Philosophy of Love (Fall 2009) - Midterm
Answer four (4) questions. All key terms, theories, and named objections must be explained.
Answer one question from 1-2. (Friendship)
1. What's the Muttnik Principle? Explain what Branden thinks is the value of love and friendship.
(This question does not ask for evaluation. Be as clear and concrete as possible. Try to be convincing.)
2. Evaluate Montaigne's argument for the pessimistic view that the ideal form of friendship--a union of soul and body--is not realizable.
(This question requires evaluation. Make sure that you explain the argument as clearly as you can before you evaluate it.)
Answer question 3. (Symposium)
3. Explain the ascent of love. According to Diotima, what is the highest form of love? How do we get there?
(This question does not ask for evaluation.)
Answer one question from 4-5. (Union Theory)
4. Why does Nozick think that changes to the well-being of our beloved can directly impact our own well-being? Make sure to distinguish direct from indirect and coincidental models of impact.
(This question does not ask for evaluation. Feel free to include diagrams if they help.)
5. Explain the Problem of Self-Sacrifice for the Union Theory of romantic love.
(To answer this question you will have to first explain the theory before you introduce the problem.)
Answer one question from 6-7. (Concern Theory and Emotion Theory)
6. Explain the Problem of Cat Love for Frankfurt's notion of care. You must first explain his theory of care. How does care differ from desiring something or thinking that something is valuable?
(I don't want you to defend the view. Simply present the problem.)
7. Explain why Hamlyn thinks that love and hate are different from other emotions such as fear and anger.
(You'll have to explain the cognitive theory of the emotions in order to answer this question.)
Bonus (optional, 1 point)
8. Draw one of the creatures in Aristophanes's myth, prior to the split.
Note: In order to evaluate a theory, you must first explain the theory. When explaining a counter-example to a definition, you need to specify whether the example shows that a proposed condition is not necessary, not sufficient, or neither. If you are evaluating an argument, you need to build up the argument and then show where it might go wrong. To build up an argument, you must do more than merely offer a formalization. You must explain the argument. Typically, showing where an argument goes wrong will require arguing that one of the premises is false. When providing your own evaluations, be sure to consider obvious, compelling replies to your objections. If you think an argument is good, then you will need to defend it against the strongest objections that you can think of.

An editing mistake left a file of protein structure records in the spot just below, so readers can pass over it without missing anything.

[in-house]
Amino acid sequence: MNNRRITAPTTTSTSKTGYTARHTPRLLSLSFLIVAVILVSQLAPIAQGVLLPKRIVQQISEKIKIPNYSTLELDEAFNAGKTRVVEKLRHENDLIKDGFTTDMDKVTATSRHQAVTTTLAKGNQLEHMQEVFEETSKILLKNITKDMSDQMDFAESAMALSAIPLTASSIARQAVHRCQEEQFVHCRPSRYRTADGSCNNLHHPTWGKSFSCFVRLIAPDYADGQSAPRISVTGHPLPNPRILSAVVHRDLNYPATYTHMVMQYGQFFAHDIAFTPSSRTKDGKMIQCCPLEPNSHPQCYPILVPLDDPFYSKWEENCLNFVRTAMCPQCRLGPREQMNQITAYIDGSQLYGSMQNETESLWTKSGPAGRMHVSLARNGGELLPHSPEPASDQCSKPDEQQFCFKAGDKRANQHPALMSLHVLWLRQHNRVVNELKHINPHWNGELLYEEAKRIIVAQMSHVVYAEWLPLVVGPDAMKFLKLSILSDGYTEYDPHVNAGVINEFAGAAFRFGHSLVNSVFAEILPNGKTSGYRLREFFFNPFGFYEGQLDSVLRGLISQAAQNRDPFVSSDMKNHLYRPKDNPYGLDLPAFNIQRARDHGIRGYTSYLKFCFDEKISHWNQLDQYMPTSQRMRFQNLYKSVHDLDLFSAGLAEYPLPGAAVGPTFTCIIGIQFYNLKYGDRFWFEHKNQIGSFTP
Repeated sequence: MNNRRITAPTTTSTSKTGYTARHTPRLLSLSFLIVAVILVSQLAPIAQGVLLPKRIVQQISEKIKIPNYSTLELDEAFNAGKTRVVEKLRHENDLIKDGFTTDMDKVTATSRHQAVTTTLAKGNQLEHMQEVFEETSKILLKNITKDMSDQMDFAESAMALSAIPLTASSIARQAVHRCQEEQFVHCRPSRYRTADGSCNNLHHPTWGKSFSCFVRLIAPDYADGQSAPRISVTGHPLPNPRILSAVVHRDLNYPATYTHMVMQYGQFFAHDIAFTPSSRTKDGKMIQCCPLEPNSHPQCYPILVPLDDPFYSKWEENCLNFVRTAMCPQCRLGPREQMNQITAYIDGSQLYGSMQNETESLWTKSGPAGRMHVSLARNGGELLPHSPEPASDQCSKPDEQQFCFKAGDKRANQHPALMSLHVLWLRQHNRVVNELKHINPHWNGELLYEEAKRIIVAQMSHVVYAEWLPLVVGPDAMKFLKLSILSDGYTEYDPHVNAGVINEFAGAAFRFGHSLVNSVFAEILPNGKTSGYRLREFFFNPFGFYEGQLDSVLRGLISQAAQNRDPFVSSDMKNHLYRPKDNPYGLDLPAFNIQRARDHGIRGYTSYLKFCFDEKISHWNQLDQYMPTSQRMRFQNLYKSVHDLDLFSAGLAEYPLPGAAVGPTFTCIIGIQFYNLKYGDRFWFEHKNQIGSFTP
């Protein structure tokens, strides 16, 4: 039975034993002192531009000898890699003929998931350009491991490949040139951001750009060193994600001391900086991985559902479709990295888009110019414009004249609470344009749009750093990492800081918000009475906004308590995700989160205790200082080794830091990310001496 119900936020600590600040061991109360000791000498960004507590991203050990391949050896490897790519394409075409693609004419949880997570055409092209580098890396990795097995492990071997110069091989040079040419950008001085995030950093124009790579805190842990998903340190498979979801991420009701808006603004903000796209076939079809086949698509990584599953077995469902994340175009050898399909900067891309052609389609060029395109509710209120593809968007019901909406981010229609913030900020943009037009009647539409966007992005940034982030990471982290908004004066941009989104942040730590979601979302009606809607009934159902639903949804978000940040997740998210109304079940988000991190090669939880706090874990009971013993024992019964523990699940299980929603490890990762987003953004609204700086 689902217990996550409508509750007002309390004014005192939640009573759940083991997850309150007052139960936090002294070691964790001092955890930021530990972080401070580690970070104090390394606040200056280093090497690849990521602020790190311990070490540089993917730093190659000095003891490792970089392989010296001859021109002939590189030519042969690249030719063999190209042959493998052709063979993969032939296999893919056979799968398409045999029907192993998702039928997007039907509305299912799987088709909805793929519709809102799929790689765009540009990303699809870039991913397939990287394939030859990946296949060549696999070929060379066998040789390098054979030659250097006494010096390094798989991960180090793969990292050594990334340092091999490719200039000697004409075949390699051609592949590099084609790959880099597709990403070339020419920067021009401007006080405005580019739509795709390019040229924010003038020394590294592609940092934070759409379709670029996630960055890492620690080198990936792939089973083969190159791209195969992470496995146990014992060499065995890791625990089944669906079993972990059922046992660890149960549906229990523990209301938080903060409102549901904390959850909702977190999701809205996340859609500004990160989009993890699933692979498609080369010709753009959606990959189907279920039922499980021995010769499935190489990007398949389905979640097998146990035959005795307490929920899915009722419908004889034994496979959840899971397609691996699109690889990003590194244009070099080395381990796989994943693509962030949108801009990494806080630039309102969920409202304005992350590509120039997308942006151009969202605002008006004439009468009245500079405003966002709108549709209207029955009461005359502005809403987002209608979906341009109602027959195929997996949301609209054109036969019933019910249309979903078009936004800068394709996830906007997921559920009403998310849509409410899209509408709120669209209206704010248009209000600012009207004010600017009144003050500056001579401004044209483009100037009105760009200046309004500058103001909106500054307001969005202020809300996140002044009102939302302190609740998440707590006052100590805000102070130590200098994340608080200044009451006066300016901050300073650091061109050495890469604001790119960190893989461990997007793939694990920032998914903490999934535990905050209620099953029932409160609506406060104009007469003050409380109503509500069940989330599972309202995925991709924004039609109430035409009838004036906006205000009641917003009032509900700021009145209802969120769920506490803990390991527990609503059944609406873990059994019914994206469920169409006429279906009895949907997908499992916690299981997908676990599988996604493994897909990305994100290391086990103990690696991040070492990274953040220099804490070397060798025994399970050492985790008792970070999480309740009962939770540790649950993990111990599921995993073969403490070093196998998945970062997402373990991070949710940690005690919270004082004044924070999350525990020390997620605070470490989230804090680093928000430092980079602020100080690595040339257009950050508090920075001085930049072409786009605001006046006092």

Note: Keep quotations to an absolute minimum. Never use a quotation to speak for you.
The complete midterm should be no more than 2,100 words. This is approximately 7 pages double-spaced with Arial 12 point font.
The midterm must be typed. It should be double spaced. It should have one inch margins. You should use a 12 point font. I prefer Arial, since it is easy to read. Please follow the general paper and exam instructions under the "course documents / writing" section on Blackboard.
Please skip a line or two between your answers. Include the question number at the start of each anwer. Do not copy the questions.
You don't have much space, so you will need to be clear and to the point. Clarity should be your chief goal in writing the midterm. Pick your words carefully. Write to be understood. Assume that you are writing the paper to be read by someone completely unfamiliar with the issues.
I want you to explain the theories and objections as clearly as you can within the space allotted. I do not want papers that are longer than the word limit. The space limitation is designed to force you to practice verbal economy. That said, it is impossible to write a set of adequate answers in much less space. You'll have to use most of the space, and use it well.
You are required to hand in a paper copy at the start of class on the due date. In addition you must submit the midterm through Safe Assign via Blackboard by 11:59 pm on the due date. Safe Assign is a plagiarism detection tool. It will compare your paper against others available online, in journals, submitted in this class, Temple, and from all other universities that use the software.
Note: Plagiarism will result in a failing grade in the class, not just on this assignment.
Your paper should be clearly written, well-structured, and free of grammatical and spelling errors. It is practically impossible to get higher than a C if you start writing the night before the paper is due. The grading scale is as follows:
A = excellent
B = good
C = meets minimal expectations
D = bad
F = awful
Before writing this paper you must read several documents under the writing section of Blackboard. Read the following: 1. Writing Tip Sheet; 2. General Instructions; 3. Kagan's "How to Write a Philosophy Paper"; 3. Pryor's "Guidelines for Writing Philosophy Papers"; and Pryor's "Glossary of Philosophical Terms."